When Kazuo Yairi began designing and hand-crafting guitars in the 1960’s, he was not trying to create a “mid-range” alternative to the best American guitars; he was consciously competing with Martin, Gibson, Guild, and the “boutiques” for the higher end guitar market in the U.S. This DY-68 “Rambling Twelve” model—designated 5068 until 1976, I believe--is an example of the quality and sound which he was able to produce using the highest quality materials, the best Japanese craftsmen, and his own modifications of the most effective American designs. Today, the prices of the Alvarez-Yairi acoustic guitars range from $1200 to $5000 and beyond, and as A-Y players will tell you, they are well worth the money.

This guitar (serial # 5389) was made in 1974, the 49th year of the reign of Emperor Showa of Japan, according to the number code stamped on the neck block (no, I’m not kidding) and the date stamped on the label. It has a dreadnought style body with a solid Canadian spruce top, and mahogany back, sides and neck. There is ivoroid binding or purfling on the body and rosette in a multi-stripe pattern, a tortoise tear drop pick guard, an ebony bridge with white black-dot pins, a 14/20-fret (not counting the unusual zero fret) ebony fingerboard with pearl dot inlay and a 25.5” scale, six-per-side enclosed chrome tuners, abalone back stripes and end stripes, and a mahogany headstock set off by the inlaid abalone Alvarez-Yairi logo. This is still one impressive-looking guitar.

Even more impressive is its playability and its huge sound. The frets have relatively little wear on them, the neck is surprisingly comfortable for my kind of small hands, measuring 1 11/16” at the nut. The forty-three years of seasoning of the quality solid spruce top and mahogany back and sides make this about as resonant a guitar as you’ll find, with great big bass and clear ringing trebles. Like many 12-strings, the action is a touch higher than 4/32” at the 12th fret low E, allowing for a kinda heavy pick hand if you’re so inclined.

Like most 43-year-old guitars that have been played, there are a couple of issues (which have been solidly dealt with). There is a glued and cleated crack in the top upper bout, and a ½” x ¾” patch in the bass side visible in the pictures, both of which my luthier says are absolutely stable. Also, somewhere along the line, the bridge has been thoroughly re-set, leaving two glue drips below the bridge. Other than these repairs, I see no structural issues with this guitar: the neck’s straight, the top’s flat, and there are no other cracks in the beautiful mahogany back or sides. Cosmetically, it has some dings and bruises, but on the whole it looks better than most guitars less than a third its age.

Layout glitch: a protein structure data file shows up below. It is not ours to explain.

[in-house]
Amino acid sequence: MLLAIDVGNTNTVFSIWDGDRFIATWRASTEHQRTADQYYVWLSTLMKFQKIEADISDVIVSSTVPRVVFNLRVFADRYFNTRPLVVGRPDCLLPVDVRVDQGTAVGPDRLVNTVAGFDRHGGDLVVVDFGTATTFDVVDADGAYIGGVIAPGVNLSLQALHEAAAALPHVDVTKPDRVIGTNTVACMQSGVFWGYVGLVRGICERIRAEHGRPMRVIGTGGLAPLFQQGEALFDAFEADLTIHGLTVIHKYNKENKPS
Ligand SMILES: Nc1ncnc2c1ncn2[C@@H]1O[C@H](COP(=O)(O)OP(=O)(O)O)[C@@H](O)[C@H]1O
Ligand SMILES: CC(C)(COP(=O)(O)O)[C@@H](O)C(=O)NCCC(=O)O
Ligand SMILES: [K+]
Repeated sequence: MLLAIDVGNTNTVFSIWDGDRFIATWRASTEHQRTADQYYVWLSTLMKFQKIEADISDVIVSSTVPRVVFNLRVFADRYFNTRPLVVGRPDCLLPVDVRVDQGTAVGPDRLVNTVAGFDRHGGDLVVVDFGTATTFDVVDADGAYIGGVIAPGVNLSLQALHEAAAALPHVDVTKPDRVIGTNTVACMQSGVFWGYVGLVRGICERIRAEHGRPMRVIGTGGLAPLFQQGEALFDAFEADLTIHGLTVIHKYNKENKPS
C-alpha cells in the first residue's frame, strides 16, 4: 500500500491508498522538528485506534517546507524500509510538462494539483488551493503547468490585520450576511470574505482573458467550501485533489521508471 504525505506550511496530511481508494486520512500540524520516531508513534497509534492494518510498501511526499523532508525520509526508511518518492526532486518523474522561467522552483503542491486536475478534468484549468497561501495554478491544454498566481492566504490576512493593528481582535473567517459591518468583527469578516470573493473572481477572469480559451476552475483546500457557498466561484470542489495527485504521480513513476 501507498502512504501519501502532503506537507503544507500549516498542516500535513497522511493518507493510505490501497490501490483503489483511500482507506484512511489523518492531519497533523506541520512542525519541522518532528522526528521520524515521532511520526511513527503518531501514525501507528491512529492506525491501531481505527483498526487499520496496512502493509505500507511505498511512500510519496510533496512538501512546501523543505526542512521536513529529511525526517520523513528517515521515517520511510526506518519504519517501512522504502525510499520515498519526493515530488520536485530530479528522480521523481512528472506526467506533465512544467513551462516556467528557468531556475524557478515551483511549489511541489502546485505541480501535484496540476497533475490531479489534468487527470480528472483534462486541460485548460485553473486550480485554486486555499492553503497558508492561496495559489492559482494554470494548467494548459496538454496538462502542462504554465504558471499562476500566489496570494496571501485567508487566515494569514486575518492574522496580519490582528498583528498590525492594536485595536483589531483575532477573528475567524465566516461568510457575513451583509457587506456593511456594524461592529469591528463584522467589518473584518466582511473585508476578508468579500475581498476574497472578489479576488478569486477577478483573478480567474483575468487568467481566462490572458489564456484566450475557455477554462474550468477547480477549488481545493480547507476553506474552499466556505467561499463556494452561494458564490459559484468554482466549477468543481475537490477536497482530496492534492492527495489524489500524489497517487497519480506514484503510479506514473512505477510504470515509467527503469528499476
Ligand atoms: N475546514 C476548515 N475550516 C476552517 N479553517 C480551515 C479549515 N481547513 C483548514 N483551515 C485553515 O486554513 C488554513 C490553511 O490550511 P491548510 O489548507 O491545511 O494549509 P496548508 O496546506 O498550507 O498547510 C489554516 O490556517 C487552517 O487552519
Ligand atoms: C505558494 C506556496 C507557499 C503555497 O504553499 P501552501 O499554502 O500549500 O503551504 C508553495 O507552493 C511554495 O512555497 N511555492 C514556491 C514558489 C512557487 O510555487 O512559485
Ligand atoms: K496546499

The included hard shell case is probably not original, just because it looks too good to be 43 years old. It is structurally perfect: the hardware all works, the handle is solid, the pocket is intact, and the silver plush interior is suitably fuzzy. It looks great and certainly offers outstanding protection for this valuable instrument.

Buyer pays a flat rate of $55 for insurance and shipping to the lower 48 states; shipping costs elsewhere will be negotiated as necessary. Payment by Paypal is preferred; cashiers and personal checks are acceptable, but checks must clear before the guitar will be shipped.

I have tried to be perfectly clear and accurate in describing this instrument, so its return will not be accepted unless it can be shown that it was egregiously misrepresented in this listing. Please check out the pictures and ask any questions you might have before bidding.

Good luck!



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Payments by Paypal, cashier’s checks, money orders, or personal checks are acceptable, but all payments must clear my bank before the guitar will be shipped. I will CONSIDER reasonable offers, even including installment payments and trade-ins, but generally since I already attempt to price my guitars very competitively, unusual deals must be unusually sweet.

From henceforth [that's how retired English teachers talk], insurance and shipping to the lower 48 states is $55 due to constantly rising shipping costs unless a specific listing says otherwise; shipping costs elsewhere will be negotiated as necessary. I have sold guitars to Russia, Japan, Australia, and over 50 other countries, as well as almost every state in the USA. Since some of my guitars travel thousands of miles, I take care to use lots of packing materials, protect the neck inside the case, and of course de-tune the strings.

I make every effort to describe and illustrate each guitar and case with scrupulous accuracy. However, many of my instruments are well-played vintage items which are many years old, and I am not a luthier. One should assume that any guitar will require some set-up to satisfy your personal requirements, and that not every flaw or ding will be seen/recognized/described in the listing. Thus the return of an instrument will not be accepted unless it can be shown that it was egregiously misrepresented in this listing. Please read the listing carefully, check out the pictures, and ask any questions you might have before offering to buy.